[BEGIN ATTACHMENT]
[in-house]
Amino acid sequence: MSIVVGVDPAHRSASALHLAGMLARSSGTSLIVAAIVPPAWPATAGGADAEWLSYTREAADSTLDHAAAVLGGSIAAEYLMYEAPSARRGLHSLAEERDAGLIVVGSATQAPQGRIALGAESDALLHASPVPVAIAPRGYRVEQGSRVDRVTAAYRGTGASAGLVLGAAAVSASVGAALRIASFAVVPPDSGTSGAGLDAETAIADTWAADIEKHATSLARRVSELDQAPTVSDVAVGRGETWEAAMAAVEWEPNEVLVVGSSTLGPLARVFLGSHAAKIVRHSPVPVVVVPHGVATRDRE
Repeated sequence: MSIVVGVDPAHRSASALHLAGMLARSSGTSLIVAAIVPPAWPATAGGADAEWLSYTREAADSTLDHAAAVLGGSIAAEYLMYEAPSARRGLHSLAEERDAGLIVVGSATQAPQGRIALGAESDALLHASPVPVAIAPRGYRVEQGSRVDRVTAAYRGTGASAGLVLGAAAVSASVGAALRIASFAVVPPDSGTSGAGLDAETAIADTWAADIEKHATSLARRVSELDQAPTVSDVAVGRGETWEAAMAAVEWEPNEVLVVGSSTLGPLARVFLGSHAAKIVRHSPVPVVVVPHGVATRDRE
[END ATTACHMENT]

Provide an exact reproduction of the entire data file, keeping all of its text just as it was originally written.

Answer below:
[in-house]
Amino acid sequence: MSIVVGVDPAHRSASALHLAGMLARSSGTSLIVAAIVPPAWPATAGGADAEWLSYTREAADSTLDHAAAVLGGSIAAEYLMYEAPSARRGLHSLAEERDAGLIVVGSATQAPQGRIALGAESDALLHASPVPVAIAPRGYRVEQGSRVDRVTAAYRGTGASAGLVLGAAAVSASVGAALRIASFAVVPPDSGTSGAGLDAETAIADTWAADIEKHATSLARRVSELDQAPTVSDVAVGRGETWEAAMAAVEWEPNEVLVVGSSTLGPLARVFLGSHAAKIVRHSPVPVVVVPHGVATRDRE
Repeated sequence: MSIVVGVDPAHRSASALHLAGMLARSSGTSLIVAAIVPPAWPATAGGADAEWLSYTREAADSTLDHAAAVLGGSIAAEYLMYEAPSARRGLHSLAEERDAGLIVVGSATQAPQGRIALGAESDALLHASPVPVAIAPRGYRVEQGSRVDRVTAAYRGTGASAGLVLGAAAVSASVGAALRIASFAVVPPDSGTSGAGLDAETAIADTWAADIEKHATSLARRVSELDQAPTVSDVAVGRGETWEAAMAAVEWEPNEVLVVGSSTLGPLARVFLGSHAAKIVRHSPVPVVVVPHGVATRDRE